Ipswich has lost out from cuts to spending – but is it worse than anywhere else?
- Credit: ARCHANT
This week’s news that Ipswich has suffered more than other East Anglian “cities” from the loss of government support during a decade of austerity didn’t, in all honesty, come as a huge surprise to me.
The town has lost many services – a significant proportion of them, as I’ve mentioned before, targeted at children or young people.
But actually compared with some other places on the list, I’m not sure that Ipswich hasn’t escaped slightly better than some of the other places on the list.
It was ridiculous that the county council closed the Bury Road Park and Ride in 2011 to save a tiny amount of money – it sent a really bad signal to everyone living north west of the town along the A14 corridor.
And the decision by the county council in 2015 to close two of the busiest children’s centres serving some of the most deprived people in Suffolk was ill-advised.
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But other cuts and funding changes by the county council have been absorbed reasonably well.
A decade after the county’s library service came under threat, all its libraries are still open – and in Ipswich there have been some new facilities. Users still value the service and while some books might take longer to order, most people seem happy with how it is run.
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The fire service cuts of a couple of years ago came and went. I’m not aware of anyone lying awake in bed at night worried that there are fewer appliances in Ipswich. Certainly I don’t personally feel less safe.
The figures in the Centre for Cities report didn’t include capital spending like the Travel Ipswich project or the aborted Upper Orwell Crossings project – both controversial in different ways.
Neither did it include the flood protection work undertaken by the Environment Agency to make the town, and especially the Waterfront area, less of a flood risk. I haven’t heard any moans about that investment in the town!
With the publication of the report, the county council has taken much of the flak for the cuts that have happened over the last few years.
That is fair enough to some degree – but there is no doubt that the cuts were forced on them by the severe reductions we have seen in central government support.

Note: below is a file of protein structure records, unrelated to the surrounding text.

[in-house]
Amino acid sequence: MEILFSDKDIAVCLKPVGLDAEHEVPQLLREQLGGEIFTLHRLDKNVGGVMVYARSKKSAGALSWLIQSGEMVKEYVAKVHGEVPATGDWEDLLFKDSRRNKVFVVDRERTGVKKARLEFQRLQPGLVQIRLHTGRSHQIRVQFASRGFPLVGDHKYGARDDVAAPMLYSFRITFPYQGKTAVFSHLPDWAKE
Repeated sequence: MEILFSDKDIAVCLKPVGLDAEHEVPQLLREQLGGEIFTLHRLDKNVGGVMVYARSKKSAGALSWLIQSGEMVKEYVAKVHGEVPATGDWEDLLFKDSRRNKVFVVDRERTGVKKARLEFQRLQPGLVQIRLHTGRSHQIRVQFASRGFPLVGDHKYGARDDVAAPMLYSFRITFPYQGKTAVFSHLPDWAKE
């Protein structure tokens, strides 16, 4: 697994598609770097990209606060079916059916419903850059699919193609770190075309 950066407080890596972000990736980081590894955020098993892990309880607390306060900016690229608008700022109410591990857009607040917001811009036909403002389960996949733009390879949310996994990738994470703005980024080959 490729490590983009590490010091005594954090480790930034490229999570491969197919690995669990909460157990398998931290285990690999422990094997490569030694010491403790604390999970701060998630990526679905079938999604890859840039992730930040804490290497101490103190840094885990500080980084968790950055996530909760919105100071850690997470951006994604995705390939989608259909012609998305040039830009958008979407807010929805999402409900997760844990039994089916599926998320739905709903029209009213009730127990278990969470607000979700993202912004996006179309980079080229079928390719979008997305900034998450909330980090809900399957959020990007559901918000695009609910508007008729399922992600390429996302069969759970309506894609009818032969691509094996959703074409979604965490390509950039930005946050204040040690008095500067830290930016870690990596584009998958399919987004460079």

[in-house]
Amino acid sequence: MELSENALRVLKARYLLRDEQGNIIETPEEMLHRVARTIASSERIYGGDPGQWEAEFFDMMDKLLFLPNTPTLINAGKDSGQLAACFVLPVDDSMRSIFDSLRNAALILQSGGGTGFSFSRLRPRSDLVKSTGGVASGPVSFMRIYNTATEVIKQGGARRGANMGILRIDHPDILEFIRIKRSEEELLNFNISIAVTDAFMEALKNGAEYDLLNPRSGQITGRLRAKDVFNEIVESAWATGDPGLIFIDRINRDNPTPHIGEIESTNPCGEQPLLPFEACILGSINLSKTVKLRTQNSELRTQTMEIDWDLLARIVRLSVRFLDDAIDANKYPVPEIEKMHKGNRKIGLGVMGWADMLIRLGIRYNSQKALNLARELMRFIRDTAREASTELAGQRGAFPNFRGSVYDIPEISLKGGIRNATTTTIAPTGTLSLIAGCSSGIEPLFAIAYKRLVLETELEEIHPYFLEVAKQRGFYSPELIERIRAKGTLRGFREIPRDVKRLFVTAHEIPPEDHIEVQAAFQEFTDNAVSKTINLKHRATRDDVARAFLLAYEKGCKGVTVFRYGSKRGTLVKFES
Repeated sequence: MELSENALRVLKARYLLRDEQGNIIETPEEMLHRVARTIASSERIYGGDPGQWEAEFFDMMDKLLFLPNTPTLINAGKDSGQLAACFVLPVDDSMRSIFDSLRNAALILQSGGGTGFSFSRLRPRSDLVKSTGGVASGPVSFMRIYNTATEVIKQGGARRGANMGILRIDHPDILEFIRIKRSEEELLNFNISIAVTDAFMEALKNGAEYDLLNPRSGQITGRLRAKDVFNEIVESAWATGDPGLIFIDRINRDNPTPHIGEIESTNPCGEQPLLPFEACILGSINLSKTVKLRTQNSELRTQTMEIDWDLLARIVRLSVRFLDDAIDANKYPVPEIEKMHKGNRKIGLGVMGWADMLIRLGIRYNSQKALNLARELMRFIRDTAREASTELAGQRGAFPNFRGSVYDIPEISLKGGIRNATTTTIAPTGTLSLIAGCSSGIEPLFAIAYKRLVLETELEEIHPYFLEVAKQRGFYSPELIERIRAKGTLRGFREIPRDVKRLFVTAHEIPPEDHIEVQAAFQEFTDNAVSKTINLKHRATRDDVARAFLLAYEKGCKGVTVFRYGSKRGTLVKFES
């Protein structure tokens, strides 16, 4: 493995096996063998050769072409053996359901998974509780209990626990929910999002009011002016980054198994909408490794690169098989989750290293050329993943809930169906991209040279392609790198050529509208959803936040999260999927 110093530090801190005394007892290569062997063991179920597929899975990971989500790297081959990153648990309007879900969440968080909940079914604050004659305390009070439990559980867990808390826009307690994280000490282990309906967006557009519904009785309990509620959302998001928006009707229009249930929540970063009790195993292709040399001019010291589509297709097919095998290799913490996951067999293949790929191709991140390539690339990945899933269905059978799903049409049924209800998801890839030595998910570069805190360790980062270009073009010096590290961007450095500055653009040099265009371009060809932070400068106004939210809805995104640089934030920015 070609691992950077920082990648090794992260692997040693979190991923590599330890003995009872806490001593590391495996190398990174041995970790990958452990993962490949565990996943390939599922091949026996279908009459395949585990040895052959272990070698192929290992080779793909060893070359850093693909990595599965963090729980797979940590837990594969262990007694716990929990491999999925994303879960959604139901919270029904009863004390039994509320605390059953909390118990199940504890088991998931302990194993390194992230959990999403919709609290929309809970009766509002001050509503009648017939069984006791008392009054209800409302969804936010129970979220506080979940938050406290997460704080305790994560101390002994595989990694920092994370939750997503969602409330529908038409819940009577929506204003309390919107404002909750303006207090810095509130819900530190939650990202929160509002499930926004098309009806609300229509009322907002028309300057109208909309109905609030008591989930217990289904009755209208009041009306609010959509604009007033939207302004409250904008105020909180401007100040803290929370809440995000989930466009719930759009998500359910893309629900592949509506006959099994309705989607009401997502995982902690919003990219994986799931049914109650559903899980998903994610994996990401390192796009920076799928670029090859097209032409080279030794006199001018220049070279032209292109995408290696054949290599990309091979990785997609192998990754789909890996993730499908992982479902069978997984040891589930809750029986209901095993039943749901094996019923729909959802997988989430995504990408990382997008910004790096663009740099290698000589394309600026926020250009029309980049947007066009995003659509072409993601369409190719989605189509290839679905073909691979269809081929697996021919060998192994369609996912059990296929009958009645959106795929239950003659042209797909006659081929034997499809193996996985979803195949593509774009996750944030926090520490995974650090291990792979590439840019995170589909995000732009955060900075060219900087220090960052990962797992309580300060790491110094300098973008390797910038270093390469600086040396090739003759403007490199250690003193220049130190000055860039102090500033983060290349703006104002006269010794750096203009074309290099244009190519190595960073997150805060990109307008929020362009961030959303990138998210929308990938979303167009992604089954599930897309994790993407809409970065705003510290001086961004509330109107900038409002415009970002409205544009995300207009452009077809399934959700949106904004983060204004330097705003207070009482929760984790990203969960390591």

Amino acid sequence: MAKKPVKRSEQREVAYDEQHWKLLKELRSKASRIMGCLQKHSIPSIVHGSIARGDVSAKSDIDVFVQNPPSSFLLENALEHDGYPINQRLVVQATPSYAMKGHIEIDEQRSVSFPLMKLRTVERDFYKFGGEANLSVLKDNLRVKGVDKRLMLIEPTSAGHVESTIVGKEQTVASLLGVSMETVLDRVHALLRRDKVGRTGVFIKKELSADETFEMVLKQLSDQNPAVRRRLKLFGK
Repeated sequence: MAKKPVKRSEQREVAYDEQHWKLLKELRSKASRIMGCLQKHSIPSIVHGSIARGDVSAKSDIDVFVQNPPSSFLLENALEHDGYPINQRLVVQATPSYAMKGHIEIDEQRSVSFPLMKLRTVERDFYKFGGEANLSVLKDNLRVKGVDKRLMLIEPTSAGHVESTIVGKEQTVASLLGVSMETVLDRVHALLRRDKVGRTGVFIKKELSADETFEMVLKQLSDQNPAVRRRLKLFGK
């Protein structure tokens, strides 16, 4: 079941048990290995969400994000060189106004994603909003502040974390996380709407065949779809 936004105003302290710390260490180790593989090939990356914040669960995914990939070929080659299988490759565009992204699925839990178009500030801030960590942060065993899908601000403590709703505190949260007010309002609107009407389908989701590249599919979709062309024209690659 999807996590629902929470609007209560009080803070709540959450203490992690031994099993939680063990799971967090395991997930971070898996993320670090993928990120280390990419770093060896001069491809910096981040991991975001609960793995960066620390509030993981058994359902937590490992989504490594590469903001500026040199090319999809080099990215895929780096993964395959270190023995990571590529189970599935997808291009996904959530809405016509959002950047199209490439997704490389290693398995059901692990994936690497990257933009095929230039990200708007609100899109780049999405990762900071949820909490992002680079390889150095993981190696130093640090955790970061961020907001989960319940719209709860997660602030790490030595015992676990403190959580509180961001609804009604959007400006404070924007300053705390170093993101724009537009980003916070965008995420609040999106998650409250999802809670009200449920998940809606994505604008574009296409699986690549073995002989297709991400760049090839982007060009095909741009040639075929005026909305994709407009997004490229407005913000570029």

And I don’t really believe that the county, faced with these cuts, really directed them more at Ipswich than at other parts of Suffolk.
While there are challenges in Ipswich that are unique within Suffolk, it is the largest built-up area in the county, I don’t think you can really divorce the two communities.
Speaking as someone Suffolk born and bred and an adopted Ipswichian (having lived in the town 32 years) I really don’t see any reason to put up barriers between the urban and rural areas . . . although as I suggested two weeks ago, I’m not convinced there aren’t those living in the countryside who would like see Ipswich wiped off the map!
What the report really showed was that Whitehall and Westminster had used its financial power over local government to put a squeeze on services while trying desperately to keep its fingerprints off the dirty deeds.
Ministers and government MPs were given the chance to sit in their London offices saying: “Not me, guv,” as services were cut – while expressing their concern over local authorities’ decisions that had been forced on them by the spending cuts.
We haven’t seen so much of that recently – but certainly in the early days of the coalition government that did seem to be a familiar refrain.
What really worries me now, though, is that so far as county council spending is concerned I fear we still ain’t seen nuthin’ yet.
The crisis in social care is still miles down the road. But it is there. The government, so mired in the Brexit debate, hasn’t really done anything to prepare for what is awaiting us.
It’s great that we’re living longer. It’s good to know that some 97 (and even 100) year olds are able to drive.
But as we live longer there will be more and more people in their 80s and 90s living with dementia. There will be more people in their 70s becoming less mobile.
And no one in government is prepared to admit that if we are to look after them with the dignity they deserve, it will cost taxpayers more.
And as much as Whitehall wants to kick that can down to city and county halls, central government cannot go on forever pretending this is an issue that doesn’t require action on a national scale.